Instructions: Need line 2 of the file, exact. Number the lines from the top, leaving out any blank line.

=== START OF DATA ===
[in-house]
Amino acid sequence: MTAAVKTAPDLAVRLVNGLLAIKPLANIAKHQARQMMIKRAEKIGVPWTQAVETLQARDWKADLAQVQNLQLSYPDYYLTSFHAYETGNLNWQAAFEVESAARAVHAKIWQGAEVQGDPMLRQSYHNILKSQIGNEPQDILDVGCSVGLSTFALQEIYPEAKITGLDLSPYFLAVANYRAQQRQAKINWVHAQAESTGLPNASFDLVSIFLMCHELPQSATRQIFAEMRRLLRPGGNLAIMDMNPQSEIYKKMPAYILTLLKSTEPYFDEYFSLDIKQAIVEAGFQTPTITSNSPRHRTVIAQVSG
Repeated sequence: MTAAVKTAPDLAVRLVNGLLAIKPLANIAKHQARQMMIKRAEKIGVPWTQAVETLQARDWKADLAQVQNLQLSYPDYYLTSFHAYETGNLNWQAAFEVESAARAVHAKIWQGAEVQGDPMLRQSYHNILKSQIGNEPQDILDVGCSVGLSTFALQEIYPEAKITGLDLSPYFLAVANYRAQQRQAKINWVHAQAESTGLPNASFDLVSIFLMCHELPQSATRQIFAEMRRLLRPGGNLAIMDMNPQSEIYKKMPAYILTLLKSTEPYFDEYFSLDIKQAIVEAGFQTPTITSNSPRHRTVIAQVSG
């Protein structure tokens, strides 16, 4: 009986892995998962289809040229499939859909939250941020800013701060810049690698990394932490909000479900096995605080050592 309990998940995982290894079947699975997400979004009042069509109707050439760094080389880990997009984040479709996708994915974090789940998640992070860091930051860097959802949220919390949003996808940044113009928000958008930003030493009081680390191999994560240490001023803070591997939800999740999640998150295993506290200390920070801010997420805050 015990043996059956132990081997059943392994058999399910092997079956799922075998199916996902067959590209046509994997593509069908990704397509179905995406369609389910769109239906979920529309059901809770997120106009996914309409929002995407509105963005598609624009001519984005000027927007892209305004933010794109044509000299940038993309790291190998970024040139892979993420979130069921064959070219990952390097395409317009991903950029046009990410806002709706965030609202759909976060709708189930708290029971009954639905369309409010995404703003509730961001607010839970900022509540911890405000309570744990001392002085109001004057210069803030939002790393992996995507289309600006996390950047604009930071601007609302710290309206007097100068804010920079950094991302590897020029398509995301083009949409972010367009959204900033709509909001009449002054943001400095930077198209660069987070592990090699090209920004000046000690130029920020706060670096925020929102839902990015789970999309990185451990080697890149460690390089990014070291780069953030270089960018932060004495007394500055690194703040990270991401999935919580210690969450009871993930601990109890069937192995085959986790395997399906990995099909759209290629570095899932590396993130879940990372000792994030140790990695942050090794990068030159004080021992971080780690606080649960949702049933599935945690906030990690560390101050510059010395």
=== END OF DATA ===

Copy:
Amino acid sequence: MTAAVKTAPDLAVRLVNGLLAIKPLANIAKHQARQMMIKRAEKIGVPWTQAVETLQARDWKADLAQVQNLQLSYPDYYLTSFHAYETGNLNWQAAFEVESAARAVHAKIWQGAEVQGDPMLRQSYHNILKSQIGNEPQDILDVGCSVGLSTFALQEIYPEAKITGLDLSPYFLAVANYRAQQRQAKINWVHAQAESTGLPNASFDLVSIFLMCHELPQSATRQIFAEMRRLLRPGGNLAIMDMNPQSEIYKKMPAYILTLLKSTEPYFDEYFSLDIKQAIVEAGFQTPTITSNSPRHRTVIAQVSG